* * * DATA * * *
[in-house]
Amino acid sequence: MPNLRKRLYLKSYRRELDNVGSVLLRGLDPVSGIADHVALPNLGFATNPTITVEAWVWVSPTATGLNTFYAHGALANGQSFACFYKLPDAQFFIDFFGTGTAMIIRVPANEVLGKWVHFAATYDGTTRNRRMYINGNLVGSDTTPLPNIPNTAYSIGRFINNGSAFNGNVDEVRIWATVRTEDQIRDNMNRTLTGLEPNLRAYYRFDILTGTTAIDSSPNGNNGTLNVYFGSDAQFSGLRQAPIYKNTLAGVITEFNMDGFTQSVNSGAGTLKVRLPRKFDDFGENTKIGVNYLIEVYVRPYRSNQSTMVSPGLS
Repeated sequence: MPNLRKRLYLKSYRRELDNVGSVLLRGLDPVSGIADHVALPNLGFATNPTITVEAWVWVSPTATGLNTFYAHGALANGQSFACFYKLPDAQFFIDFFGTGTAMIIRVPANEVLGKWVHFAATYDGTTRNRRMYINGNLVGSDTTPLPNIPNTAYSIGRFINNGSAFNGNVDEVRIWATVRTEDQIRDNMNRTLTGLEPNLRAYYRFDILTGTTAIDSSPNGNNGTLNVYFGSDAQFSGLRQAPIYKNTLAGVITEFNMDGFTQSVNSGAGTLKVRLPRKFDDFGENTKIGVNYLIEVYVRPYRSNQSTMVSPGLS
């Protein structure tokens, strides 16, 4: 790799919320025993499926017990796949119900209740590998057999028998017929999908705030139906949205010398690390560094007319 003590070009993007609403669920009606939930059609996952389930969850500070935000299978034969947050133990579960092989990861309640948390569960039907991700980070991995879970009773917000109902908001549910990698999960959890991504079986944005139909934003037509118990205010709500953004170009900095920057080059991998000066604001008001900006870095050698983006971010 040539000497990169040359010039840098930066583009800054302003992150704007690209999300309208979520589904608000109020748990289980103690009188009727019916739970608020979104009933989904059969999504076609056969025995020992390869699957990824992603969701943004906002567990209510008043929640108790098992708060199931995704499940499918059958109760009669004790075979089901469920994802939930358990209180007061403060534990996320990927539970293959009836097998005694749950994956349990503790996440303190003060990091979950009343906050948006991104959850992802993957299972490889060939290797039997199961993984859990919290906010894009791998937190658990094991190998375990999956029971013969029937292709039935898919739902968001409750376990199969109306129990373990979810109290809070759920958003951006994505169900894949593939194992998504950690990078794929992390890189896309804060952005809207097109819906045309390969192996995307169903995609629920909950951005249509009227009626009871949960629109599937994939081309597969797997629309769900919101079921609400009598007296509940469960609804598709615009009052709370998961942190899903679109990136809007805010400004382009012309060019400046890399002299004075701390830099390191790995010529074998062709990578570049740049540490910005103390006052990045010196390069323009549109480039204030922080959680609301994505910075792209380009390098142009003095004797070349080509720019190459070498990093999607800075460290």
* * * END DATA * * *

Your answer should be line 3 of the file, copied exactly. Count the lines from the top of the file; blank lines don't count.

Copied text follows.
Repeated sequence: MPNLRKRLYLKSYRRELDNVGSVLLRGLDPVSGIADHVALPNLGFATNPTITVEAWVWVSPTATGLNTFYAHGALANGQSFACFYKLPDAQFFIDFFGTGTAMIIRVPANEVLGKWVHFAATYDGTTRNRRMYINGNLVGSDTTPLPNIPNTAYSIGRFINNGSAFNGNVDEVRIWATVRTEDQIRDNMNRTLTGLEPNLRAYYRFDILTGTTAIDSSPNGNNGTLNVYFGSDAQFSGLRQAPIYKNTLAGVITEFNMDGFTQSVNSGAGTLKVRLPRKFDDFGENTKIGVNYLIEVYVRPYRSNQSTMVSPGLS